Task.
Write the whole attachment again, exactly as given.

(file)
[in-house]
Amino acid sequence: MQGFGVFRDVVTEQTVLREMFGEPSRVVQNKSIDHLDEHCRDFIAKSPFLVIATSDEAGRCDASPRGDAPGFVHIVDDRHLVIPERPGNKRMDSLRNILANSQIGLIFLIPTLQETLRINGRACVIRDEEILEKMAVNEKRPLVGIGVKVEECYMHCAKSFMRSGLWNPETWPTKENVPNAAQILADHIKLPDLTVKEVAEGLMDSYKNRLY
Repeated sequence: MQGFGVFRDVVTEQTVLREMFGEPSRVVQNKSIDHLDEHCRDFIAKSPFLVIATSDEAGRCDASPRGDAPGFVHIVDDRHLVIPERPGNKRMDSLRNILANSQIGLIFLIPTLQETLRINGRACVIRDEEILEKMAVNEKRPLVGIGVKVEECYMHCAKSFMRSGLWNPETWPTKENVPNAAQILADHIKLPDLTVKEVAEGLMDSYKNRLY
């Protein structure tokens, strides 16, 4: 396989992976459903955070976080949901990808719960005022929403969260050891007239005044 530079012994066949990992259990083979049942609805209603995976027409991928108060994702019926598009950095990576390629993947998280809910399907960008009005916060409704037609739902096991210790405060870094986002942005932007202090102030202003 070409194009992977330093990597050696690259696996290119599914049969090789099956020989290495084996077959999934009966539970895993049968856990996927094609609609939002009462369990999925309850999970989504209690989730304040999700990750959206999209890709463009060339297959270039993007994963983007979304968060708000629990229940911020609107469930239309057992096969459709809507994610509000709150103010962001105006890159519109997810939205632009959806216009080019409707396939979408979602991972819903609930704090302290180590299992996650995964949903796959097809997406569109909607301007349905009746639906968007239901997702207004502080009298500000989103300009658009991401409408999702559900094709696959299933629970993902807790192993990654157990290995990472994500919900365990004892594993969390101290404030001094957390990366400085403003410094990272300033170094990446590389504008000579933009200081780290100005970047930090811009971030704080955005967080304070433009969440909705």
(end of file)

[in-house]
Amino acid sequence: MQGFGVFRDVVTEQTVLREMFGEPSRVVQNKSIDHLDEHCRDFIAKSPFLVIATSDEAGRCDASPRGDAPGFVHIVDDRHLVIPERPGNKRMDSLRNILANSQIGLIFLIPTLQETLRINGRACVIRDEEILEKMAVNEKRPLVGIGVKVEECYMHCAKSFMRSGLWNPETWPTKENVPNAAQILADHIKLPDLTVKEVAEGLMDSYKNRLY
Repeated sequence: MQGFGVFRDVVTEQTVLREMFGEPSRVVQNKSIDHLDEHCRDFIAKSPFLVIATSDEAGRCDASPRGDAPGFVHIVDDRHLVIPERPGNKRMDSLRNILANSQIGLIFLIPTLQETLRINGRACVIRDEEILEKMAVNEKRPLVGIGVKVEECYMHCAKSFMRSGLWNPETWPTKENVPNAAQILADHIKLPDLTVKEVAEGLMDSYKNRLY
């Protein structure tokens, strides 16, 4: 396989992976459903955070976080949901990808719960005022929403969260050891007239005044 530079012994066949990992259990083979049942609805209603995976027409991928108060994702019926598009950095990576390629993947998280809910399907960008009005916060409704037609739902096991210790405060870094986002942005932007202090102030202003 070409194009992977330093990597050696690259696996290119599914049969090789099956020989290495084996077959999934009966539970895993049968856990996927094609609609939002009462369990999925309850999970989504209690989730304040999700990750959206999209890709463009060339297959270039993007994963983007979304968060708000629990229940911020609107469930239309057992096969459709809507994610509000709150103010962001105006890159519109997810939205632009959806216009080019409707396939979408979602991972819903609930704090302290180590299992996650995964949903796959097809997406569109909607301007349905009746639906968007239901997702207004502080009298500000989103300009658009991401409408999702559900094709696959299933629970993902807790192993990654157990290995990472994500919900365990004892594993969390101290404030001094957390990366400085403003410094990272300033170094990446590389504008000579933009200081780290100005970047930090811009971030704080955005967080304070433009969440909705």